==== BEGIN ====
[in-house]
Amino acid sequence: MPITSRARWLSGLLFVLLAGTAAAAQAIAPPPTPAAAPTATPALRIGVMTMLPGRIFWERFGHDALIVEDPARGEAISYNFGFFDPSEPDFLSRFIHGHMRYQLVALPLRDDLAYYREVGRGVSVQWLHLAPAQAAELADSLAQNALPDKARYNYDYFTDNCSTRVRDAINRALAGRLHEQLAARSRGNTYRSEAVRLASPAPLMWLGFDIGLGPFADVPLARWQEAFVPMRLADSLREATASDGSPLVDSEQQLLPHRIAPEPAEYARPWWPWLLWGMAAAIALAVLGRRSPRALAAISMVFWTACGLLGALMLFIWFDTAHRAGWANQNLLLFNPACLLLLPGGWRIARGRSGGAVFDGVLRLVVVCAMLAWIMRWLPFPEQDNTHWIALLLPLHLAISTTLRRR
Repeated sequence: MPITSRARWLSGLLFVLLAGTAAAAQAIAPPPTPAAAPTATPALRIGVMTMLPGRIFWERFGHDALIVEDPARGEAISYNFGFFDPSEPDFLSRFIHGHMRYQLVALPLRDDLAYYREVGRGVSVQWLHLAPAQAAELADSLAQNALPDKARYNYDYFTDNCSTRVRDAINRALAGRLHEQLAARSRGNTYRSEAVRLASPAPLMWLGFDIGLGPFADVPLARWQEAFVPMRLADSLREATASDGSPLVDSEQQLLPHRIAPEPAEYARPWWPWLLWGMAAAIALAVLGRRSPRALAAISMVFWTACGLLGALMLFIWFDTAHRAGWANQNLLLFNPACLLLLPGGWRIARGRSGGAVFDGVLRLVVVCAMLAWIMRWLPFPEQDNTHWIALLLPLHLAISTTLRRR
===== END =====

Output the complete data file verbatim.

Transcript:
[in-house]
Amino acid sequence: MPITSRARWLSGLLFVLLAGTAAAAQAIAPPPTPAAAPTATPALRIGVMTMLPGRIFWERFGHDALIVEDPARGEAISYNFGFFDPSEPDFLSRFIHGHMRYQLVALPLRDDLAYYREVGRGVSVQWLHLAPAQAAELADSLAQNALPDKARYNYDYFTDNCSTRVRDAINRALAGRLHEQLAARSRGNTYRSEAVRLASPAPLMWLGFDIGLGPFADVPLARWQEAFVPMRLADSLREATASDGSPLVDSEQQLLPHRIAPEPAEYARPWWPWLLWGMAAAIALAVLGRRSPRALAAISMVFWTACGLLGALMLFIWFDTAHRAGWANQNLLLFNPACLLLLPGGWRIARGRSGGAVFDGVLRLVVVCAMLAWIMRWLPFPEQDNTHWIALLLPLHLAISTTLRRR
Repeated sequence: MPITSRARWLSGLLFVLLAGTAAAAQAIAPPPTPAAAPTATPALRIGVMTMLPGRIFWERFGHDALIVEDPARGEAISYNFGFFDPSEPDFLSRFIHGHMRYQLVALPLRDDLAYYREVGRGVSVQWLHLAPAQAAELADSLAQNALPDKARYNYDYFTDNCSTRVRDAINRALAGRLHEQLAARSRGNTYRSEAVRLASPAPLMWLGFDIGLGPFADVPLARWQEAFVPMRLADSLREATASDGSPLVDSEQQLLPHRIAPEPAEYARPWWPWLLWGMAAAIALAVLGRRSPRALAAISMVFWTACGLLGALMLFIWFDTAHRAGWANQNLLLFNPACLLLLPGGWRIARGRSGGAVFDGVLRLVVVCAMLAWIMRWLPFPEQDNTHWIALLLPLHLAISTTLRRR